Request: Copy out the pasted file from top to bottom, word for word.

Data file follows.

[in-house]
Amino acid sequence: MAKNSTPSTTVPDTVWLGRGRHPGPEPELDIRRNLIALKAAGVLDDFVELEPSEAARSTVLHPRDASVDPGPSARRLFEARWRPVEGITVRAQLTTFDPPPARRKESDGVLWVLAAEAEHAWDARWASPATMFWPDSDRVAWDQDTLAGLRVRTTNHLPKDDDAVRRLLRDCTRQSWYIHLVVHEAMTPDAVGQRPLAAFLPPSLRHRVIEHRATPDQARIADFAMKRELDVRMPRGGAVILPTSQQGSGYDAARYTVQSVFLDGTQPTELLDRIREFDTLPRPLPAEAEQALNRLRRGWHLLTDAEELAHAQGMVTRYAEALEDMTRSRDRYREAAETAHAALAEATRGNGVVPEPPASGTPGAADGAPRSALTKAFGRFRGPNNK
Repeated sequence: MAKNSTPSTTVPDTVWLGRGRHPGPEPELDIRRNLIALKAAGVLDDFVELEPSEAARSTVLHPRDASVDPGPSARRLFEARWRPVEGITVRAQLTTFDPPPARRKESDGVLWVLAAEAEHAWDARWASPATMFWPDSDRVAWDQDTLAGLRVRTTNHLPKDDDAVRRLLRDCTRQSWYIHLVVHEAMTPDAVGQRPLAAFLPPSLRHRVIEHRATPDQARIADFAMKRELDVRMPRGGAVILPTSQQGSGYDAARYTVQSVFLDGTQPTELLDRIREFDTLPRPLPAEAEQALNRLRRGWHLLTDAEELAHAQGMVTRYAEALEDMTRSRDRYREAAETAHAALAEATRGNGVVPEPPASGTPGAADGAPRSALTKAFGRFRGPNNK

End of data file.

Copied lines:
[in-house]
Amino acid sequence: MAKNSTPSTTVPDTVWLGRGRHPGPEPELDIRRNLIALKAAGVLDDFVELEPSEAARSTVLHPRDASVDPGPSARRLFEARWRPVEGITVRAQLTTFDPPPARRKESDGVLWVLAAEAEHAWDARWASPATMFWPDSDRVAWDQDTLAGLRVRTTNHLPKDDDAVRRLLRDCTRQSWYIHLVVHEAMTPDAVGQRPLAAFLPPSLRHRVIEHRATPDQARIADFAMKRELDVRMPRGGAVILPTSQQGSGYDAARYTVQSVFLDGTQPTELLDRIREFDTLPRPLPAEAEQALNRLRRGWHLLTDAEELAHAQGMVTRYAEALEDMTRSRDRYREAAETAHAALAEATRGNGVVPEPPASGTPGAADGAPRSALTKAFGRFRGPNNK
Repeated sequence: MAKNSTPSTTVPDTVWLGRGRHPGPEPELDIRRNLIALKAAGVLDDFVELEPSEAARSTVLHPRDASVDPGPSARRLFEARWRPVEGITVRAQLTTFDPPPARRKESDGVLWVLAAEAEHAWDARWASPATMFWPDSDRVAWDQDTLAGLRVRTTNHLPKDDDAVRRLLRDCTRQSWYIHLVVHEAMTPDAVGQRPLAAFLPPSLRHRVIEHRATPDQARIADFAMKRELDVRMPRGGAVILPTSQQGSGYDAARYTVQSVFLDGTQPTELLDRIREFDTLPRPLPAEAEQALNRLRRGWHLLTDAEELAHAQGMVTRYAEALEDMTRSRDRYREAAETAHAALAEATRGNGVVPEPPASGTPGAADGAPRSALTKAFGRFRGPNNK